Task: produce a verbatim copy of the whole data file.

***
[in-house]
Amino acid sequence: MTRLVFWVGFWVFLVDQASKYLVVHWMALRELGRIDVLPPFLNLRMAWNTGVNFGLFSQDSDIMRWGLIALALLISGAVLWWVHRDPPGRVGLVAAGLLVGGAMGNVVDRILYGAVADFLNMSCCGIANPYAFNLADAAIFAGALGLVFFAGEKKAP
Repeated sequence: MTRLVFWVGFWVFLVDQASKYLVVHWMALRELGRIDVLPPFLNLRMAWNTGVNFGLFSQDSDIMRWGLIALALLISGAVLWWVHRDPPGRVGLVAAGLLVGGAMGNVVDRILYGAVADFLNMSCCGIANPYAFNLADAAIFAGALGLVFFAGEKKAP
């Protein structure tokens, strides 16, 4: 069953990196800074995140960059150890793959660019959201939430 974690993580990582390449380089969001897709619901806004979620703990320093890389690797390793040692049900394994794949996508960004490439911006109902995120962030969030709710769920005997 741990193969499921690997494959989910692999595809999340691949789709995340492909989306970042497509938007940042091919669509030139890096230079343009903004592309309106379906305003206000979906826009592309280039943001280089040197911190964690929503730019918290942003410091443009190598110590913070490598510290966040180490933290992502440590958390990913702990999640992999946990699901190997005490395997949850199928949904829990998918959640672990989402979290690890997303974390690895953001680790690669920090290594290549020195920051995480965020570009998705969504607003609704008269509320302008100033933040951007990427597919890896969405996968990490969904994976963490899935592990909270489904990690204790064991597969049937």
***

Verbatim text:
[in-house]
Amino acid sequence: MTRLVFWVGFWVFLVDQASKYLVVHWMALRELGRIDVLPPFLNLRMAWNTGVNFGLFSQDSDIMRWGLIALALLISGAVLWWVHRDPPGRVGLVAAGLLVGGAMGNVVDRILYGAVADFLNMSCCGIANPYAFNLADAAIFAGALGLVFFAGEKKAP
Repeated sequence: MTRLVFWVGFWVFLVDQASKYLVVHWMALRELGRIDVLPPFLNLRMAWNTGVNFGLFSQDSDIMRWGLIALALLISGAVLWWVHRDPPGRVGLVAAGLLVGGAMGNVVDRILYGAVADFLNMSCCGIANPYAFNLADAAIFAGALGLVFFAGEKKAP
């Protein structure tokens, strides 16, 4: 069953990196800074995140960059150890793959660019959201939430 974690993580990582390449380089969001897709619901806004979620703990320093890389690797390793040692049900394994794949996508960004490439911006109902995120962030969030709710769920005997 741990193969499921690997494959989910692999595809999340691949789709995340492909989306970042497509938007940042091919669509030139890096230079343009903004592309309106379906305003206000979906826009592309280039943001280089040197911190964690929503730019918290942003410091443009190598110590913070490598510290966040180490933290992502440590958390990913702990999640992999946990699901190997005490395997949850199928949904829990998918959640672990989402979290690890997303974390690895953001680790690669920090290594290549020195920051995480965020570009998705969504607003609704008269509320302008100033933040951007990427597919890896969405996968990490969904994976963490899935592990909270489904990690204790064991597969049937």